I hope you don’t mind me asking something that
might seem to be a very basic question, but what
is your name? Is it Mathetes, as you are known
as the author of your epistle to Diognetus, or do
you have some other name by which you would
prefer to be called? Who was the Diognetus that
you wrote to? Was he the former instructor of
the emperor or was it someone else that you wrote
to? Were you trying to mimic Quadratus’ work
when you thought to write a figure close to an
emperor in order to encourage fonder feelings
towards Christians by the imperial authorities? It
does not appear to have worked, unlike the efforts
of Quadratus, right?
What is it that led you to write apologetics in the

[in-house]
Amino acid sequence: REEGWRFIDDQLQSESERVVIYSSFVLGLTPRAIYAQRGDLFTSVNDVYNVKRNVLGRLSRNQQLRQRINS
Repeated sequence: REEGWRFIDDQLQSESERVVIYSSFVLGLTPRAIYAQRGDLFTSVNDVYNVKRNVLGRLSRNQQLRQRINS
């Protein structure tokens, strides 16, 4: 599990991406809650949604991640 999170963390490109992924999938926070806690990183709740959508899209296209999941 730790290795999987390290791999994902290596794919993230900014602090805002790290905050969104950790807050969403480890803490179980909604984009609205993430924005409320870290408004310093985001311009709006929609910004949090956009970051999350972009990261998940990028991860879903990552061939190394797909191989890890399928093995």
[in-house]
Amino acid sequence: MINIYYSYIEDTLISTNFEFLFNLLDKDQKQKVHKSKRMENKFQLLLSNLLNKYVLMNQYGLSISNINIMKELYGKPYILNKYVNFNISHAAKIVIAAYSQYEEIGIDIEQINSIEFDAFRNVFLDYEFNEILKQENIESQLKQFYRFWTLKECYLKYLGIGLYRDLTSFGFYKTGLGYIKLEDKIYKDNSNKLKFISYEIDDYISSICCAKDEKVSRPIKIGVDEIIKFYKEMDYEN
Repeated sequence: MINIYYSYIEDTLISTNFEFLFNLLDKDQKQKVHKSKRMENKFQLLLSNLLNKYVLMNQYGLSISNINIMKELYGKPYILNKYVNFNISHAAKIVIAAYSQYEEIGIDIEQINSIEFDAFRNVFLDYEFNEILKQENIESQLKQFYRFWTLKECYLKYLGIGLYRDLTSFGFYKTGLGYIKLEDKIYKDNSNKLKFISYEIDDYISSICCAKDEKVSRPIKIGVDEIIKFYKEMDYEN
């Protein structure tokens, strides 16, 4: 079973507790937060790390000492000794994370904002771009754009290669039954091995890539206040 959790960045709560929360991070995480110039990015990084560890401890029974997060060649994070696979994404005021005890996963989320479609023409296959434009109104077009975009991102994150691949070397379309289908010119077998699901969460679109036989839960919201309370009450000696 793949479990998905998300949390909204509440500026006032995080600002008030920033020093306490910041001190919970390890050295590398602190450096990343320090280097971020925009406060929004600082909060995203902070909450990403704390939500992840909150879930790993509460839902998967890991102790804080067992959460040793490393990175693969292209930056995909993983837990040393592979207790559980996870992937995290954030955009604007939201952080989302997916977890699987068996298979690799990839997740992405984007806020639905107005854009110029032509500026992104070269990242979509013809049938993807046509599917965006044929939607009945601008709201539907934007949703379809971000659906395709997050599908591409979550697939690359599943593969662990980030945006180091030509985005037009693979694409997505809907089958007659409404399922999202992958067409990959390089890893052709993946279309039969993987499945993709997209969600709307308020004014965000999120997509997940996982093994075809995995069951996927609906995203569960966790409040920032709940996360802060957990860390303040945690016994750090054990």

first place? Your work appears to be deeply flawed
it must be admitted. Were you aware of the fact that
Jesus and the Apostles kept the Sabbath when you
wrote so warmly against Sabbathkeeping among
Christians? Were you aware that the author of
Hebrews wisely stated that the law was to be written
on the hearts of believers and not to be disregarded
altogether as you would seem to believe? It is one
thing to joke around about pagans and the superstitions
they believe in, but what led you to foolishly speak
out against God’s law, the expression of his unchanging
and eternal character? Given that the Romans you
were writing to were such fans of tradition, why
disregard the sort of traditional adherence to ancient
ways that would not only have better pleased men
but also better pleased God by showing that you were
not a rebel against His laws and ways?